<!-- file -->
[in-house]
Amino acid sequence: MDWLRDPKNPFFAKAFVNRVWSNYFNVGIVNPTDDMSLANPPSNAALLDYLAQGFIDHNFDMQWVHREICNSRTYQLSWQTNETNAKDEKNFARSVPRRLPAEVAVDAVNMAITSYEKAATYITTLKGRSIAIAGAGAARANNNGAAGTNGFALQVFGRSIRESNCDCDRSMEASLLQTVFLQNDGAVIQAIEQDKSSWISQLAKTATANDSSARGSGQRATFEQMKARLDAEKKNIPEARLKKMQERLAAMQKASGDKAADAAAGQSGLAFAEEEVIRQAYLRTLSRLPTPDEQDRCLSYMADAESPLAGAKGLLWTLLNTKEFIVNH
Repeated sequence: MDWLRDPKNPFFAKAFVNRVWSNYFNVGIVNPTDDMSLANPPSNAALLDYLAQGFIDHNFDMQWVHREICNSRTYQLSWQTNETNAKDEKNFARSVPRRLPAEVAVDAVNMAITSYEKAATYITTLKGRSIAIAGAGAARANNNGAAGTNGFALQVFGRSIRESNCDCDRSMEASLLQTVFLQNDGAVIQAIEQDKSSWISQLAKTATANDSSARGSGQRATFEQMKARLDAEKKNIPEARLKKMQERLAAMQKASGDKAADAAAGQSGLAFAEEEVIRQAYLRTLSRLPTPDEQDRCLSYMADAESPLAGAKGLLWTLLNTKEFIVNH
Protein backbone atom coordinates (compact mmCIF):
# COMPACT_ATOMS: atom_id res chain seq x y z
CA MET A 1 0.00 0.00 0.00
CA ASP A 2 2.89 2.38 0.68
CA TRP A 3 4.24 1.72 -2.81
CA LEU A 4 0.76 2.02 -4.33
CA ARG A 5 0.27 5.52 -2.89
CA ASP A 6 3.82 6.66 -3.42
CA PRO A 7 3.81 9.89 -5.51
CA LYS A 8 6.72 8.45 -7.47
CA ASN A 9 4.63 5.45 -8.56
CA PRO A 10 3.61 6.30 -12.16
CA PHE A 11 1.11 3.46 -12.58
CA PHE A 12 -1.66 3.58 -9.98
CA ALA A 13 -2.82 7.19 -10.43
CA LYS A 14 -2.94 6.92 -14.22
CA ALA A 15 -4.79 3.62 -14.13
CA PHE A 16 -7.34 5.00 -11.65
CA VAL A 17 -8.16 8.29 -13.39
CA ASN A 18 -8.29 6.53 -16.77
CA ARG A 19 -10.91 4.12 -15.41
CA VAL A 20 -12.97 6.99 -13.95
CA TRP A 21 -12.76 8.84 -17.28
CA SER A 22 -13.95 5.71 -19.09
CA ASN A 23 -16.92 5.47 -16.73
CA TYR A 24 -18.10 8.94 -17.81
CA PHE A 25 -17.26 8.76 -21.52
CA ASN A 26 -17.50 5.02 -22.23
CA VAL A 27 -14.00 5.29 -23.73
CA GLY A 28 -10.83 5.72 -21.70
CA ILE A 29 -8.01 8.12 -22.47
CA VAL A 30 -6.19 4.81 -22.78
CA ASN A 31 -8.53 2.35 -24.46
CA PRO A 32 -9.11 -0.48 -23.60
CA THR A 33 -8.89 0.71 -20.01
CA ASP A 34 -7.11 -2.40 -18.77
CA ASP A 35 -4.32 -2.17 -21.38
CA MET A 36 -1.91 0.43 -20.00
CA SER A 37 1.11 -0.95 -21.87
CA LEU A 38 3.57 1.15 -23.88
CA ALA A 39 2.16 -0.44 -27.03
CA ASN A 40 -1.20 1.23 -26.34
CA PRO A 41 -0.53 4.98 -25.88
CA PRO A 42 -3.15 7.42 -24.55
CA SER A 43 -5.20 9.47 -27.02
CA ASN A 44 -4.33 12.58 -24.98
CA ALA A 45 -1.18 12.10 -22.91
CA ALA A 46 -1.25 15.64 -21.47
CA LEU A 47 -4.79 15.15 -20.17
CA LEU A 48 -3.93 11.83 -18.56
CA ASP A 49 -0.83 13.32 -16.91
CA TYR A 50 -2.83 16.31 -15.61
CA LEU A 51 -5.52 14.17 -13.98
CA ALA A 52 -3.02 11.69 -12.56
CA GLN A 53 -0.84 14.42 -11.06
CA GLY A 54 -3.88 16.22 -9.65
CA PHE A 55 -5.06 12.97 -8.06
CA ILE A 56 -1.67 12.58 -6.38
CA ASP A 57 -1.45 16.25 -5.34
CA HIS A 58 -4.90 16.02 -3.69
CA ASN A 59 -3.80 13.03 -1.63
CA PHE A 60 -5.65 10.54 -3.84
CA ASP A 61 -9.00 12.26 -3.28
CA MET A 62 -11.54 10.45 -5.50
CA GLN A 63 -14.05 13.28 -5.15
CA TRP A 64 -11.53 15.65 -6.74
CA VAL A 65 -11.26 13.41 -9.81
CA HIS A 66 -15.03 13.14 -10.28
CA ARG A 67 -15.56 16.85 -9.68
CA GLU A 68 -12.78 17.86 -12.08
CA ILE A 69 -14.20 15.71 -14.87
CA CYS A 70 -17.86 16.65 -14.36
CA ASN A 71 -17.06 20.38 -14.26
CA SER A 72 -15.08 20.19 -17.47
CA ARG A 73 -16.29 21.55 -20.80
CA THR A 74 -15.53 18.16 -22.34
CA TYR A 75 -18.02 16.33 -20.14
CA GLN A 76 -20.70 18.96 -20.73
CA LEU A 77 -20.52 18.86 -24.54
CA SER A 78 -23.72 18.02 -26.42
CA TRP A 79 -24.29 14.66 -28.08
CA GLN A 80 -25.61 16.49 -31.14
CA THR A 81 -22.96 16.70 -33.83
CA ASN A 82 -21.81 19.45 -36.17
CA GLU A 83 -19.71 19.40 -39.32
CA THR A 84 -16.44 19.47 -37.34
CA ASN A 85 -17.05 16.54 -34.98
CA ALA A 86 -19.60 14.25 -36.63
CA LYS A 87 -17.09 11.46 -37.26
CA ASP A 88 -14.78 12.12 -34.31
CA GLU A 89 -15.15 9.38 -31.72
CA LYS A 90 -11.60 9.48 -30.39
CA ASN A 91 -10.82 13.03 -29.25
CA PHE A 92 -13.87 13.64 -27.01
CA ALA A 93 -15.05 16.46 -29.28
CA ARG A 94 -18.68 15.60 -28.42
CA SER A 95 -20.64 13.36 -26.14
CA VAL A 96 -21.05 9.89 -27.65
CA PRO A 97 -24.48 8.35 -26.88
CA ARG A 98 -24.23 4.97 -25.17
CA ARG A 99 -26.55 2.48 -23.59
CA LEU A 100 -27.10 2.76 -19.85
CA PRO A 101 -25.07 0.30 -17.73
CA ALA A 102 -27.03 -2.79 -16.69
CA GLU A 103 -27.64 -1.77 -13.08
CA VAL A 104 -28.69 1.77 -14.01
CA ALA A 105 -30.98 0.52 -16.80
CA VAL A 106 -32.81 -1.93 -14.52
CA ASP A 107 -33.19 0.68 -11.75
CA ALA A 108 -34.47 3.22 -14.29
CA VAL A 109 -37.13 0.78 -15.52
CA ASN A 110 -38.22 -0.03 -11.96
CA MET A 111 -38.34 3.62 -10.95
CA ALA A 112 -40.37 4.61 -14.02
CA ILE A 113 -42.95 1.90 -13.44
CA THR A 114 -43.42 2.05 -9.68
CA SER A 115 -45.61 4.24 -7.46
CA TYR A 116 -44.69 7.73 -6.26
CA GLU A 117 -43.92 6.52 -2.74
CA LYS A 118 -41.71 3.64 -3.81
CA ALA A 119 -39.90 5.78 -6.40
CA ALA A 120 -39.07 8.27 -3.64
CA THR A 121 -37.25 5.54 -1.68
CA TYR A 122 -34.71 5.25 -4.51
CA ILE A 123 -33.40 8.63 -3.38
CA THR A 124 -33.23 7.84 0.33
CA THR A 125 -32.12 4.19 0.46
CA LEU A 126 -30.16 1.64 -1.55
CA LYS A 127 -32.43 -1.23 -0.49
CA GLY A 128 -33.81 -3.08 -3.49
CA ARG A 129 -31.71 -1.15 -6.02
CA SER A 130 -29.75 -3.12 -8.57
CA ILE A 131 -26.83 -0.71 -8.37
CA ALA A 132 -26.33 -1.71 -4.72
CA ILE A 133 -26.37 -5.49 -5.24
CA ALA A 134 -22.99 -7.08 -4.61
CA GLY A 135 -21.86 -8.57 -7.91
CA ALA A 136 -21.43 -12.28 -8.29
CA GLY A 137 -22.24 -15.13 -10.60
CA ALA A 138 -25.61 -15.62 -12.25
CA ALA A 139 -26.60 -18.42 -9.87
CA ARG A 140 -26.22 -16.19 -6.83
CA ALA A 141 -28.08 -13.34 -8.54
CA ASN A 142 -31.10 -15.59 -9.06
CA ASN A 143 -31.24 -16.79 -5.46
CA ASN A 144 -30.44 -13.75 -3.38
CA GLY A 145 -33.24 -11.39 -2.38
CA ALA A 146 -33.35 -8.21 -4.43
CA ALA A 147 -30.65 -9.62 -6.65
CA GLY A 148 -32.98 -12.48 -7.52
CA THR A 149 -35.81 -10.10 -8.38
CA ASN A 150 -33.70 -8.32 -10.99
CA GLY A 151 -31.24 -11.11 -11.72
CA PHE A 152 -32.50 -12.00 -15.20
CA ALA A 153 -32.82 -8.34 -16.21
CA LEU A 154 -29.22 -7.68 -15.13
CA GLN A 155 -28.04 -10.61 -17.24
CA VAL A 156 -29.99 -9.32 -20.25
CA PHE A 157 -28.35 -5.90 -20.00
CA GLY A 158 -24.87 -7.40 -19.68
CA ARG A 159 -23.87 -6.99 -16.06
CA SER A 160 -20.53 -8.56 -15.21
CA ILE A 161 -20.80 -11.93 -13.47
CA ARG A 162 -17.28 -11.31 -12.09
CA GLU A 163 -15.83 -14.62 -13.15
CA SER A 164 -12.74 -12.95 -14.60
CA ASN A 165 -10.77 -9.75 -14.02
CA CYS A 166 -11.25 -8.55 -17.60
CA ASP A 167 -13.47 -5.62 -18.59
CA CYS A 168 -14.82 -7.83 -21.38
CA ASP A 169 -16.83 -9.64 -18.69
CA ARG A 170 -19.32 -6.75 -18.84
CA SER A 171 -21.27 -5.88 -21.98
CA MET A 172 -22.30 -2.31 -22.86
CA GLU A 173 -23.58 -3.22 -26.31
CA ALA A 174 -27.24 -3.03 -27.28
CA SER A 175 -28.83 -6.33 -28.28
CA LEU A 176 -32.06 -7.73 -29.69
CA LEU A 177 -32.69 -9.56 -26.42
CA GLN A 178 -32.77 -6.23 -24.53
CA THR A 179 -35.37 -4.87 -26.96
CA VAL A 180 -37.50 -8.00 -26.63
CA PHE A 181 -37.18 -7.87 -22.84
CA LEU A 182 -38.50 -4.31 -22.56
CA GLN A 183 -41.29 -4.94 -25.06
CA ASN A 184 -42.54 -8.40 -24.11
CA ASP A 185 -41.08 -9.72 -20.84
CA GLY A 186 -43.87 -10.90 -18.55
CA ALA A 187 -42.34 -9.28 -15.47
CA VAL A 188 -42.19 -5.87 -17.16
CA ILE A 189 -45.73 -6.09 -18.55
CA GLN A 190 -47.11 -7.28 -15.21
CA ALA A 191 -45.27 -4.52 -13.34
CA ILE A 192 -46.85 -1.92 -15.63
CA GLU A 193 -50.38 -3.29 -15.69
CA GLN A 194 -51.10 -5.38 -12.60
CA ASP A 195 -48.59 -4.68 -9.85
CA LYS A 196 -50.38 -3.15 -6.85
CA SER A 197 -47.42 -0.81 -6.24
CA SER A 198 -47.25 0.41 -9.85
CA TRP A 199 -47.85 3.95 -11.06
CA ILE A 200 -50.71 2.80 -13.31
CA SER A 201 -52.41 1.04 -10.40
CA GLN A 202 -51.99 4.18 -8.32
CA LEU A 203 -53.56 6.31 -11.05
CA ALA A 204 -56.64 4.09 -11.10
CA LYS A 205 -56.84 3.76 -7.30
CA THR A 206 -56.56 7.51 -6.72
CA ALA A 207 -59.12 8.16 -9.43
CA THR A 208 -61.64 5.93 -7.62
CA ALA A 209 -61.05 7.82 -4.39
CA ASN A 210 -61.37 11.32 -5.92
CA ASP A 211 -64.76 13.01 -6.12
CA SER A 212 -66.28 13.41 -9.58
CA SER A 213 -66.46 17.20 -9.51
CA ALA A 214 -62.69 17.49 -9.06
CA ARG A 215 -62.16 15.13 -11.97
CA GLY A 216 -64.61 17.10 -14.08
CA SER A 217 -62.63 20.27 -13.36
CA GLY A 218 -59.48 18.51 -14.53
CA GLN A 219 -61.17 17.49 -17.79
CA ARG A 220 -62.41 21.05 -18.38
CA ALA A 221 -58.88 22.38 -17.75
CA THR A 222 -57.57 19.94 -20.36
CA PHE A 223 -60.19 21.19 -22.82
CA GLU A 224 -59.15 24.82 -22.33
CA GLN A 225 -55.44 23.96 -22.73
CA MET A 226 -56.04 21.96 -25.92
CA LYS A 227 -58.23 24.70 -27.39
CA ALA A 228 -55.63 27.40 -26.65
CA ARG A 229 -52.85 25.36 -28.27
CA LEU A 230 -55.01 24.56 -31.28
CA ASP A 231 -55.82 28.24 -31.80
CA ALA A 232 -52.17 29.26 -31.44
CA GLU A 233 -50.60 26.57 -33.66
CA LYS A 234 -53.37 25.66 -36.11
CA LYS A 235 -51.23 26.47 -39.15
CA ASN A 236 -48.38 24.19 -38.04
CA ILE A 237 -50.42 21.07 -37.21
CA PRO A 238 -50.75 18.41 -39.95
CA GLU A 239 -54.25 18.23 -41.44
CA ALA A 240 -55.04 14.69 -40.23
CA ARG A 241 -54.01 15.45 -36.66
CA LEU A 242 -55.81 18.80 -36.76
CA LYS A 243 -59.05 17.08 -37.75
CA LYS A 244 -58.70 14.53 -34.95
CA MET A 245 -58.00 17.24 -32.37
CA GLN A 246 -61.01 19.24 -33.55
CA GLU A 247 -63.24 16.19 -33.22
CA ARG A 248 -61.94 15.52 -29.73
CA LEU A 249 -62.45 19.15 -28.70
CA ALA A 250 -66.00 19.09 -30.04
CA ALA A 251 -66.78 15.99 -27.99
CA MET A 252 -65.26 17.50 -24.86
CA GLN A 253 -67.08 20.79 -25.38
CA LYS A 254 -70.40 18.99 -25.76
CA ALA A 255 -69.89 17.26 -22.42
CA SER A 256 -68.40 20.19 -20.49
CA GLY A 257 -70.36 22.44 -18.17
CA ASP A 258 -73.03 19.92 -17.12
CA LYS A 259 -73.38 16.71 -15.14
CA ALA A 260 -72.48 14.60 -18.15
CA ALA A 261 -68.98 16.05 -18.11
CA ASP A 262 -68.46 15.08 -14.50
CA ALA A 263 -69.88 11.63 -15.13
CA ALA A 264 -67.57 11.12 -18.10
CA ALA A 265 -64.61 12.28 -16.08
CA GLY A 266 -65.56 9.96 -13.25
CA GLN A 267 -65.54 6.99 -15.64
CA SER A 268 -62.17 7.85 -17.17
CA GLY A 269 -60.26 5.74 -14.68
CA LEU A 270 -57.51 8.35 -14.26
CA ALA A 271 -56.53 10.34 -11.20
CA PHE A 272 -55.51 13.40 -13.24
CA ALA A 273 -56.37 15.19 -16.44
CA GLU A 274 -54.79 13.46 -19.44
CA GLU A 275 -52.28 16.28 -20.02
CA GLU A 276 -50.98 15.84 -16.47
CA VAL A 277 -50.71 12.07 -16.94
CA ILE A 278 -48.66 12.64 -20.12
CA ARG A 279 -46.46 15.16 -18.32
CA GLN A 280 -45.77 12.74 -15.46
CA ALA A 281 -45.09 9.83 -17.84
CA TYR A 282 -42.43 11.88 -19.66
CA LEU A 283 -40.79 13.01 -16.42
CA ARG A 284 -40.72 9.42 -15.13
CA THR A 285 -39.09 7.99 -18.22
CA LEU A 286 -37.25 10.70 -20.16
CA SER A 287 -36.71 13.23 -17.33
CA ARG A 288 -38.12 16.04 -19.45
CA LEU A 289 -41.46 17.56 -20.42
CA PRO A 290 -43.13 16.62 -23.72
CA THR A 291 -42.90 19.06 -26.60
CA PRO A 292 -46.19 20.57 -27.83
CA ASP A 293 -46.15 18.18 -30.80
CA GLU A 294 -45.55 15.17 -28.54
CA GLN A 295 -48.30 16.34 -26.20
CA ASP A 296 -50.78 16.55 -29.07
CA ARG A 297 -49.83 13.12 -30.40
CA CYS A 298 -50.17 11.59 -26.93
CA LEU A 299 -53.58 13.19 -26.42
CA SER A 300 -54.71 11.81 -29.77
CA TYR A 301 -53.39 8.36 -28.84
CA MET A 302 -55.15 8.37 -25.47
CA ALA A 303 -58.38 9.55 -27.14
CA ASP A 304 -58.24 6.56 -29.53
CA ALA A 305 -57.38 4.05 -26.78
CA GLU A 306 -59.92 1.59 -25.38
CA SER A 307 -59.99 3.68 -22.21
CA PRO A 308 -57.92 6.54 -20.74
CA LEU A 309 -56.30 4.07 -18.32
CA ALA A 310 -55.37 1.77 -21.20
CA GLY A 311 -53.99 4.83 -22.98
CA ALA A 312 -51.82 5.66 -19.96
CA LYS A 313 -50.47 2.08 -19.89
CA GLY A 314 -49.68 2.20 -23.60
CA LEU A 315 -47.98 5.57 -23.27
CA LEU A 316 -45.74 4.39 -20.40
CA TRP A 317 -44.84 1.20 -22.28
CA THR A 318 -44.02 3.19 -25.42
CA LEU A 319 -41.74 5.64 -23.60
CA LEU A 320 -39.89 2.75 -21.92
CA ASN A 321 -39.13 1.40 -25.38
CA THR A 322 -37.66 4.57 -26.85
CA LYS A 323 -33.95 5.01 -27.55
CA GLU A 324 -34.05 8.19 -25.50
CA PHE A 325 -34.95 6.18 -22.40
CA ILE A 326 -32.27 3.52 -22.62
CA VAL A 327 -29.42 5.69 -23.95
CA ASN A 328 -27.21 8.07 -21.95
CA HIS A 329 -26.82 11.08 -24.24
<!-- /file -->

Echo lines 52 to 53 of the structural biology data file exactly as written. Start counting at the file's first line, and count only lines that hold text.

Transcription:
CA LEU A 47 -4.79 15.15 -20.17
CA LEU A 48 -3.93 11.83 -18.56